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USU basketball: Mike Williams' heroism and shadows of the past

Published: Thursday, Dec. 6 2012 3:10 p.m. MST

Hank Gathers, one of only two Division I players to lead the nation in scoring and rebounding in the same season, is attended to by team and game officials after collapsing during Loyala Mary Mount's West Coast Conference tournament game against Portland in Los Angeles on March. 5, 1990. (Daily Breeze, ASSOCIATED PRESS) Hank Gathers, one of only two Division I players to lead the nation in scoring and rebounding in the same season, is attended to by team and game officials after collapsing during Loyala Mary Mount's West Coast Conference tournament game against Portland in Los Angeles on March. 5, 1990. (Daily Breeze, ASSOCIATED PRESS)

When I heard of what happened to Utah State forward Danny Berger, my thoughts immediately went to Hank Gathers, the Loyola Marymount standout who passed away in the middle of a basketball game in 1990.

Gathers had been diagnosed with an abnormal heartbeat but hated to take medication, preferring to play a risky game against time and his body. LMU's playing style compounded the risk Gathers undertook; Marymount's style of play was by far the fastest in the country at the time.

On March 4, 1990, Gathers collapsed during a game and didn't get back up. His heart stopped. An AED was used. CPR was performed. The ambulance arrived and carried him off the court on a stretcher. Both players and fans were in shock. Gathers' teammates wept.

Sound familiar?

There are significant, obvious differences between Berger and Gathers. Gathers knew his body was broken — Berger did not. In fact, we still are waiting to hear why exactly Berger collapsed, whether it's a heart condition or something else.

Jess Gomez, spokesman for the Intermountain Medical Center, speaks to reporters about Danny Berger's medical status at the Intermountain Medical Center in Murray on Wednesday. Berger, a Utah State University basketball player, collapsed during practice Tuesday. (Laura Seitz, Deseret News) Jess Gomez, spokesman for the Intermountain Medical Center, speaks to reporters about Danny Berger's medical status at the Intermountain Medical Center in Murray on Wednesday. Berger, a Utah State University basketball player, collapsed during practice Tuesday. (Laura Seitz, Deseret News)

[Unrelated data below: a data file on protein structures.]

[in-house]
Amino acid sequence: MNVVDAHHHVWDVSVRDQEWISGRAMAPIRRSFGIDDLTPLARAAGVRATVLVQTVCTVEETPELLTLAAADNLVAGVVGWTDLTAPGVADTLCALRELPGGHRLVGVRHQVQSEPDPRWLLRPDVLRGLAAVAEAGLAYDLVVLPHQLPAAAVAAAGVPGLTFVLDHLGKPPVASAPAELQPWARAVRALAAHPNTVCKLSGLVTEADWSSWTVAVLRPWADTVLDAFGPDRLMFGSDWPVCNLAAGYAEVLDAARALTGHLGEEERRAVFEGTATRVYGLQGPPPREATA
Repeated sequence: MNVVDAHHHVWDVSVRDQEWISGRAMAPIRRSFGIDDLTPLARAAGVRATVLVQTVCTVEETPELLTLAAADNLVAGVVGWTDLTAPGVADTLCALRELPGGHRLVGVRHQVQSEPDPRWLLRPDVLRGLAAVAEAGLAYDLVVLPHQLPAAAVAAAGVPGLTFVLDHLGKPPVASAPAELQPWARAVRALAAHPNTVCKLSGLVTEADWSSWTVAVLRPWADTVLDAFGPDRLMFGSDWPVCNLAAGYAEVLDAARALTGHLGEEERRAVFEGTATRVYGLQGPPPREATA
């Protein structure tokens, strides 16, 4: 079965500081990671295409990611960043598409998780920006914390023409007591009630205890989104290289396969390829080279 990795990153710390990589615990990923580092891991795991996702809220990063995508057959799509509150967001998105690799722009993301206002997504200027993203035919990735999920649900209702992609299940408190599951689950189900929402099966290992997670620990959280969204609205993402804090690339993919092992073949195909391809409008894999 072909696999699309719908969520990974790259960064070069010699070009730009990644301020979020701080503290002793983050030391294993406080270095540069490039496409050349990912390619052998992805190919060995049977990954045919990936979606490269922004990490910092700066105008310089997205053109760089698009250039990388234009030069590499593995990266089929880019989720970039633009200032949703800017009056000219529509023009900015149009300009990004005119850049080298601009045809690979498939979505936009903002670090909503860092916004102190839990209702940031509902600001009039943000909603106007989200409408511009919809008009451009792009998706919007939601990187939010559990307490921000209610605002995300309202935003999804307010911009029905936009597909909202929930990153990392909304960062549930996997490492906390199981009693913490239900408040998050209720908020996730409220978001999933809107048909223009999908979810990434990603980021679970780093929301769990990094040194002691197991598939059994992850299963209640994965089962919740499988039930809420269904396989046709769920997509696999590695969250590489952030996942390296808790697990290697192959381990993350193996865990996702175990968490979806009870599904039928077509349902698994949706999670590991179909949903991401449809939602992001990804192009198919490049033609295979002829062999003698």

Also, Gathers passed away. Thanks to USU athletic trainer Mike Williams, Berger narrowly averted that fate.

Indeed, the vigilant and steady Williams is to be lauded as a hero for his actions.

Thousands of fans attend local college basketball games, many of them kids. To those fans, the athletes and coaches they see on the floor are heroes. Incidents like what happened to Berger, however, give us perspective on why we play the games we love, and, as ESPN writer Andy Katz writes, remind us about what a real hero is.

"Too often we hear about a heroic play in sports, but the term shouldn't be used unless it's heroism in its truest form. A dramatic play, even playing with an injury, isn't heroic. Saving lives on the battlefield, dealing with the aftermath of a terrorist attack in the seconds after an explosion, running into a burning building or putting your life at risk for someone else is heroism. So, too, is what first responders do every day in dealing with life-saving situations on the road, in hospitals and anywhere else.

In this file photo taken Feb. 15, 1990, Loyola Marymount basketball teammates Hank Gathers, left, and Bo Kimble pose together before practice at the university's gym in Los Angeles. Gathers collapsed during an NCAA college basketball game against Portland on March 5, 1990, and later died. (Douglas C. Pizac, ASSOCIATED PRESS) In this file photo taken Feb. 15, 1990, Loyola Marymount basketball teammates Hank Gathers, left, and Bo Kimble pose together before practice at the university's gym in Los Angeles. Gathers collapsed during an NCAA college basketball game against Portland on March 5, 1990, and later died. (Douglas C. Pizac, ASSOCIATED PRESS)

"In sports, an athletic trainer has to do his job to perfection in a time of crisis. That's heroic."

Landon Hemsley is sports content manager for DeseretNews.com.

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